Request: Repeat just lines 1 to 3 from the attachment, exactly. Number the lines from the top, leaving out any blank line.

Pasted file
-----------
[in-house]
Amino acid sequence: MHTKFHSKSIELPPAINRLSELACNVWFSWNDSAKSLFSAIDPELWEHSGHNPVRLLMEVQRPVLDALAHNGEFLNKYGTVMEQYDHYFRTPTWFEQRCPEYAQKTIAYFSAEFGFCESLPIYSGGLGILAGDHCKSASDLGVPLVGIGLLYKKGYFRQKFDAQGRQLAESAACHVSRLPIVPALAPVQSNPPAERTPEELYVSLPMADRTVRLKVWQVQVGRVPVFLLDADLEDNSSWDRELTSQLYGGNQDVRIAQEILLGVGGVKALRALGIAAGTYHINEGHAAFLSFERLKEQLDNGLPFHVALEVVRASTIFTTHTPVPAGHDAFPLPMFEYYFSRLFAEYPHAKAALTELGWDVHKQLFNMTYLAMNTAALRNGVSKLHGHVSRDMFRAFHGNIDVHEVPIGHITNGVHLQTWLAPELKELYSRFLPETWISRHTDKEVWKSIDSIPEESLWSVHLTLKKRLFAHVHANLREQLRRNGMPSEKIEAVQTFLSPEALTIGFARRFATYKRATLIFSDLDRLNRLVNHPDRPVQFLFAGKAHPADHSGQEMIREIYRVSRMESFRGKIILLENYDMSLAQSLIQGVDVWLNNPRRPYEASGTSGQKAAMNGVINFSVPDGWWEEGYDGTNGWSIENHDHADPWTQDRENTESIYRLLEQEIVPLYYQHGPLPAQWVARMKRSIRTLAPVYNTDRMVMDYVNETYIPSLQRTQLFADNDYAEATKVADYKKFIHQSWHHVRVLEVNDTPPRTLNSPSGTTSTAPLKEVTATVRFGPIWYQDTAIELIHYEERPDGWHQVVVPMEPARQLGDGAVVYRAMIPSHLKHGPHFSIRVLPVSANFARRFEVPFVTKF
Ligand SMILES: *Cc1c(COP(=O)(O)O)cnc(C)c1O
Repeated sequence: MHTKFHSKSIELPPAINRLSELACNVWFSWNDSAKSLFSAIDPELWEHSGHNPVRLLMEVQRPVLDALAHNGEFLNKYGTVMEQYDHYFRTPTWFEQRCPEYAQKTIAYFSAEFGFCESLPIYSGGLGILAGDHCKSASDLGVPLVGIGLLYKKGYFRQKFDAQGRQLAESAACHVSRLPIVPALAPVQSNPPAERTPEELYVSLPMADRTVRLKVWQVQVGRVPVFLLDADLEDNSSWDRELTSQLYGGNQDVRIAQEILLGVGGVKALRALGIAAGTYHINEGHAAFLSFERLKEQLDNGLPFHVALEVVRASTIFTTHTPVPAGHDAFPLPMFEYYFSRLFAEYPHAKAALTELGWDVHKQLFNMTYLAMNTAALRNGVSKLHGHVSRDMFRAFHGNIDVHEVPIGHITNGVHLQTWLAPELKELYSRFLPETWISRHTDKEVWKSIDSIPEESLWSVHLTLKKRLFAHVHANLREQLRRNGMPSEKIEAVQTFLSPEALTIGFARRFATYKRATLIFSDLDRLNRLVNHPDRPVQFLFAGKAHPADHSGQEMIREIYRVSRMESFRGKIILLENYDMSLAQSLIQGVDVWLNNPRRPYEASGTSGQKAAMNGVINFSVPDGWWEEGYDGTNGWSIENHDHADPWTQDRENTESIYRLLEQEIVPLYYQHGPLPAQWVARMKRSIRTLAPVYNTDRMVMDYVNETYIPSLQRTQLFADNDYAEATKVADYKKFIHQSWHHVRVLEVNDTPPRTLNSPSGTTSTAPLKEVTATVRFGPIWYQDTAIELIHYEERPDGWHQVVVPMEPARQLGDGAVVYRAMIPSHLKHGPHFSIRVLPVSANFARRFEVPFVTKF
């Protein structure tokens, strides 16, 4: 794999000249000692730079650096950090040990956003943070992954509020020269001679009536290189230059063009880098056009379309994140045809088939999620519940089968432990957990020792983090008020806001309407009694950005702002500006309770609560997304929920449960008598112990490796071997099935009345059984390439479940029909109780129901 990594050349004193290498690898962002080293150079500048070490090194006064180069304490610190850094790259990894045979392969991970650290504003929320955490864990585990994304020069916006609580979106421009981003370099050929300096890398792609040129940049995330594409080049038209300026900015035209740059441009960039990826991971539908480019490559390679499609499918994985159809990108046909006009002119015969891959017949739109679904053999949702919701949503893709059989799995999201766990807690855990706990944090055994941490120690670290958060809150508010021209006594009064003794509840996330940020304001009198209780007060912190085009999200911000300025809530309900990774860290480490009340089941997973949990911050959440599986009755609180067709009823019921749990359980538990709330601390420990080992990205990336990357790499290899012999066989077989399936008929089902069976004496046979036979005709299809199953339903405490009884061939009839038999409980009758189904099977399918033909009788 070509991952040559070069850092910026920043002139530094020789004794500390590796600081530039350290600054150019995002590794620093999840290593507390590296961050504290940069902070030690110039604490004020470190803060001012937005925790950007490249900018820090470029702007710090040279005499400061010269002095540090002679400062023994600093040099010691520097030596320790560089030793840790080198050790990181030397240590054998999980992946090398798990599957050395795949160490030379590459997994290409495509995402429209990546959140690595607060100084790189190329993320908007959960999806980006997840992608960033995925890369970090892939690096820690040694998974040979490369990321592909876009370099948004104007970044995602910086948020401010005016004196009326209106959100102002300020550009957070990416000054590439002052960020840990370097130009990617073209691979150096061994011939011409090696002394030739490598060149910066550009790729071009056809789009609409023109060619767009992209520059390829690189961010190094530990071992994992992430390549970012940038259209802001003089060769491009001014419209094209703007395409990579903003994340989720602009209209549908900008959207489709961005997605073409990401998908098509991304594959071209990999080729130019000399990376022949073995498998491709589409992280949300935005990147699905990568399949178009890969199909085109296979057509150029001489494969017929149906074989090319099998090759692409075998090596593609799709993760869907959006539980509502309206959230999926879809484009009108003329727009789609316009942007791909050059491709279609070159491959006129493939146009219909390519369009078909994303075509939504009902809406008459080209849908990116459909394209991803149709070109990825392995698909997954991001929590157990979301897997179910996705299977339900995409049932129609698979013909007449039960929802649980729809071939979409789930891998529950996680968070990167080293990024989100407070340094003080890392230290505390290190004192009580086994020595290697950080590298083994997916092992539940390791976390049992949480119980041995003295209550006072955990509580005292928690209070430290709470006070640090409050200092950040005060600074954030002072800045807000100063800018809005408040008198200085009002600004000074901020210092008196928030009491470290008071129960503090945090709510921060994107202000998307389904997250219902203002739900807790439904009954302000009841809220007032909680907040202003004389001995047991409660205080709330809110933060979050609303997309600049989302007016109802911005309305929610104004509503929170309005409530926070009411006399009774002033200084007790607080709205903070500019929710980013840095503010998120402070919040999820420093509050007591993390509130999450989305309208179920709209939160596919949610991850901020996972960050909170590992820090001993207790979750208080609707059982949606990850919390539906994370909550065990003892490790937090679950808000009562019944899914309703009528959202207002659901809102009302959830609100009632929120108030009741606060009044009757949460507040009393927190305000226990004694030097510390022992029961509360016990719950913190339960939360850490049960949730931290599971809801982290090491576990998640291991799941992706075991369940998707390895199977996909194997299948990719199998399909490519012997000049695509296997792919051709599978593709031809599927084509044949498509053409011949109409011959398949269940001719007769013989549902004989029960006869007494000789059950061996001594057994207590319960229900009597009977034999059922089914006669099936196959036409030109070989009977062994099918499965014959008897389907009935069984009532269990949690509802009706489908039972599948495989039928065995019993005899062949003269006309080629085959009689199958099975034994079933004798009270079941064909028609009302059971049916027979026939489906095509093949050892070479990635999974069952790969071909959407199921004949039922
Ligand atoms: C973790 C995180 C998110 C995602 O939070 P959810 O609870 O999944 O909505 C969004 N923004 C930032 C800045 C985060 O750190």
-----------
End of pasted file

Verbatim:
[in-house]
Amino acid sequence: MHTKFHSKSIELPPAINRLSELACNVWFSWNDSAKSLFSAIDPELWEHSGHNPVRLLMEVQRPVLDALAHNGEFLNKYGTVMEQYDHYFRTPTWFEQRCPEYAQKTIAYFSAEFGFCESLPIYSGGLGILAGDHCKSASDLGVPLVGIGLLYKKGYFRQKFDAQGRQLAESAACHVSRLPIVPALAPVQSNPPAERTPEELYVSLPMADRTVRLKVWQVQVGRVPVFLLDADLEDNSSWDRELTSQLYGGNQDVRIAQEILLGVGGVKALRALGIAAGTYHINEGHAAFLSFERLKEQLDNGLPFHVALEVVRASTIFTTHTPVPAGHDAFPLPMFEYYFSRLFAEYPHAKAALTELGWDVHKQLFNMTYLAMNTAALRNGVSKLHGHVSRDMFRAFHGNIDVHEVPIGHITNGVHLQTWLAPELKELYSRFLPETWISRHTDKEVWKSIDSIPEESLWSVHLTLKKRLFAHVHANLREQLRRNGMPSEKIEAVQTFLSPEALTIGFARRFATYKRATLIFSDLDRLNRLVNHPDRPVQFLFAGKAHPADHSGQEMIREIYRVSRMESFRGKIILLENYDMSLAQSLIQGVDVWLNNPRRPYEASGTSGQKAAMNGVINFSVPDGWWEEGYDGTNGWSIENHDHADPWTQDRENTESIYRLLEQEIVPLYYQHGPLPAQWVARMKRSIRTLAPVYNTDRMVMDYVNETYIPSLQRTQLFADNDYAEATKVADYKKFIHQSWHHVRVLEVNDTPPRTLNSPSGTTSTAPLKEVTATVRFGPIWYQDTAIELIHYEERPDGWHQVVVPMEPARQLGDGAVVYRAMIPSHLKHGPHFSIRVLPVSANFARRFEVPFVTKF
Ligand SMILES: *Cc1c(COP(=O)(O)O)cnc(C)c1O